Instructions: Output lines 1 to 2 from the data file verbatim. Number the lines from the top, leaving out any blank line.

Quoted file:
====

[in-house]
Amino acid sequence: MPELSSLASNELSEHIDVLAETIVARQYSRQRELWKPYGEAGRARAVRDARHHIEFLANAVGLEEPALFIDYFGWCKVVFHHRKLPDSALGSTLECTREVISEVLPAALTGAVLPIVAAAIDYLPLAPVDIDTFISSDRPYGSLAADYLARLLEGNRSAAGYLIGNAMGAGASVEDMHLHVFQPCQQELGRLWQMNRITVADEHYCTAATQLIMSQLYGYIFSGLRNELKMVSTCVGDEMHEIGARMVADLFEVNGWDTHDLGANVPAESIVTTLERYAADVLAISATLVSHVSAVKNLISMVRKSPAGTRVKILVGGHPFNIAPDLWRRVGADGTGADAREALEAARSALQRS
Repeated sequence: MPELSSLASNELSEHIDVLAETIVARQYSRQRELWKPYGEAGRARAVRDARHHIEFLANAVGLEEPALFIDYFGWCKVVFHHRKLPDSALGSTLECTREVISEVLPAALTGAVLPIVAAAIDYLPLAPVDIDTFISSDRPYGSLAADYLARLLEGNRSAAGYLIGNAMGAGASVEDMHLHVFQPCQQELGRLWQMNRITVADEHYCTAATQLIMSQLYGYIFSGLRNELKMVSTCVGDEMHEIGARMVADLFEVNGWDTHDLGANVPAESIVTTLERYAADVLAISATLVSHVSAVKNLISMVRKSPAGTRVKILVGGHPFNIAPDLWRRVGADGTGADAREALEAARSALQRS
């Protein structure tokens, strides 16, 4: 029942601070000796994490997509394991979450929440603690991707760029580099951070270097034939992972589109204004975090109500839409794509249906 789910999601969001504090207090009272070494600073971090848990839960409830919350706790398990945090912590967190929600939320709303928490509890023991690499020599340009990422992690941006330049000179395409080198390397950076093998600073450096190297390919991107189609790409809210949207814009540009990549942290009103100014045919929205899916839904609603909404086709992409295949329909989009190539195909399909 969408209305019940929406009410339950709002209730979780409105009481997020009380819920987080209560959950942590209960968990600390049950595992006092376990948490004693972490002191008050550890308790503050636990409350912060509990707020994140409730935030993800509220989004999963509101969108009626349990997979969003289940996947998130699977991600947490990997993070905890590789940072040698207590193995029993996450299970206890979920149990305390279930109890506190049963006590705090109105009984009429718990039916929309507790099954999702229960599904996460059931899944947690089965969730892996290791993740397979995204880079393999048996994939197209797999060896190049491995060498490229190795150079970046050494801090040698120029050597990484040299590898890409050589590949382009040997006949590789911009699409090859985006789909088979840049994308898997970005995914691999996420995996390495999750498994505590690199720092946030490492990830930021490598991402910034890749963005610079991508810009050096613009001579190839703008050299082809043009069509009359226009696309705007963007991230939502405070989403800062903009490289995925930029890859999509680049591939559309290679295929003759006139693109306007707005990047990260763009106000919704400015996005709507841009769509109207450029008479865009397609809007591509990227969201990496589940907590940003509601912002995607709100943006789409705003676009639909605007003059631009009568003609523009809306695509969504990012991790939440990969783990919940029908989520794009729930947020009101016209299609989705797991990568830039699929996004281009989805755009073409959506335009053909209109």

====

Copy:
[in-house]
Amino acid sequence: MPELSSLASNELSEHIDVLAETIVARQYSRQRELWKPYGEAGRARAVRDARHHIEFLANAVGLEEPALFIDYFGWCKVVFHHRKLPDSALGSTLECTREVISEVLPAALTGAVLPIVAAAIDYLPLAPVDIDTFISSDRPYGSLAADYLARLLEGNRSAAGYLIGNAMGAGASVEDMHLHVFQPCQQELGRLWQMNRITVADEHYCTAATQLIMSQLYGYIFSGLRNELKMVSTCVGDEMHEIGARMVADLFEVNGWDTHDLGANVPAESIVTTLERYAADVLAISATLVSHVSAVKNLISMVRKSPAGTRVKILVGGHPFNIAPDLWRRVGADGTGADAREALEAARSALQRS